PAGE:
|6.||Were intervention/therapeutic regimens/exposure factor or procedure and any comparison(s) described in detail? Were interveningfactors described?||Yes|
|6.1.||In RCT or other intervention trial, were protocols described for all regimens studied?||Yes|
|6.2.||In observational study, were interventions, study settings, and clinicians/provider described?||Yes|
|6.3.||Was the intensity and duration of the intervention or exposure factor sufficient to produce a meaningful effect?||Yes|
|6.4.||Was the amount of exposure and, if relevant, subject/patient compliance measured?||Yes|
|6.5.||Were co-interventions (e.g., ancillary treatments, other therapies) described?||N/A|
|6.6.||Were extra or unplanned treatments described?||N/A|
|6.7.||Was the information for 6.4, 6.5, and 6.6 assessed the same way for all groups?||Yes|
|6.8.||In diagnostic study, were details of test administration and replication sufficient?||N/A|
|7.||Were outcomes clearly defined and the measurements valid and reliable?||Yes|
|7.1.||Were primary and secondary endpoints described and relevant to the question?||Yes|
|7.2.||Were nutrition measures appropriate to question and outcomes of concern?||Yes|
|7.3.||Was the period of follow-up long enough for important outcome(s) to occur?||Yes|
|7.4.||Were the observations and measurements based on standard, valid, and reliable data collection instruments/tests/procedures?||Yes|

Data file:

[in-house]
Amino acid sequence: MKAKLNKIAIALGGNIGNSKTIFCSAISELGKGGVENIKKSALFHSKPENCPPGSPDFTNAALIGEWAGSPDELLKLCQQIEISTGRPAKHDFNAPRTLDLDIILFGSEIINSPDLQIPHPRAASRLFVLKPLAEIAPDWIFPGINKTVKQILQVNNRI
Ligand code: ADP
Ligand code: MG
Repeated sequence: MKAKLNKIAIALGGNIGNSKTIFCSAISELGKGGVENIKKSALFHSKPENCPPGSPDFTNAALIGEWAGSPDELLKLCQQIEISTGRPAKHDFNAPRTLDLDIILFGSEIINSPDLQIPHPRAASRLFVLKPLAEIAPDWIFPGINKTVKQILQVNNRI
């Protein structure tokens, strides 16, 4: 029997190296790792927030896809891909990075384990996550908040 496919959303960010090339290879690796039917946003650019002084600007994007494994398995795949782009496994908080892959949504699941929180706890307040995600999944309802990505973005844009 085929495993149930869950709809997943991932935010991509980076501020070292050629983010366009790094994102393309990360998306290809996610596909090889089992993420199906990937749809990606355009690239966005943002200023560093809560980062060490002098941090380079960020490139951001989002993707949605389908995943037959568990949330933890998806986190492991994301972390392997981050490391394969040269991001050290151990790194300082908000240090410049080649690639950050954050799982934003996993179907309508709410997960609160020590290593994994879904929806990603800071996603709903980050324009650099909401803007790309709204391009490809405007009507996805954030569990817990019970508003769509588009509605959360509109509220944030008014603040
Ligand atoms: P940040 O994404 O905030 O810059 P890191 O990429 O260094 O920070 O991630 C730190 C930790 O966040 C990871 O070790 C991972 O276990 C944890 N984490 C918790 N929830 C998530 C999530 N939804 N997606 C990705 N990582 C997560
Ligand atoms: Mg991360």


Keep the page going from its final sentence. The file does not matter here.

|7.5.||Was the measurement of effect at an appropriate level of precision?||Yes|
|7.6.||Were other factors accounted for (measured) that could affect outcomes?||Yes|
|7.7.||Were the measurements conducted consistently across groups?||Yes|
|8.||Was the statistical analysis appropriate for the study design and type of outcome indicators?||Yes|
|8.1.||Were statistical analyses adequately described and the results reported appropriately?||Yes|
|8.2.||Were correct statistical tests used and assumptions of test not violated?||Yes|
|8.3.||Were statistics reported with levels of significance and/or confidence intervals?||Yes|
|8.4.||Was "intent to treat" analysis of outcomes done (and as appropriate, was there an analysis of outcomes for those maximally exposed or a dose-response analysis)?||No|
|8.5.||Were adequate adjustments made for effects of confounding factors that might have affected the outcomes (e.g., multivariate analyses)?||Yes|
|8.6.||Was clinical significance as well as statistical significance reported?||Yes|
|8.7.||If negative findings, was a power calculation reported to address type 2 error?||Yes|
|9.||Are conclusions supported by results with biases and limitations taken into consideration?||Yes|
|9.1.||Is there a discussion of findings?||Yes|
|9.2.||Are biases and study limitations identified and discussed?||Yes|
|10.||Is bias due to study's funding or sponsorship unlikely?||Yes|
|10.1.||Were sources of funding and investigators' affiliations described?||Yes|
|10.2.||Was the study free from apparent conflict of interest?||Yes|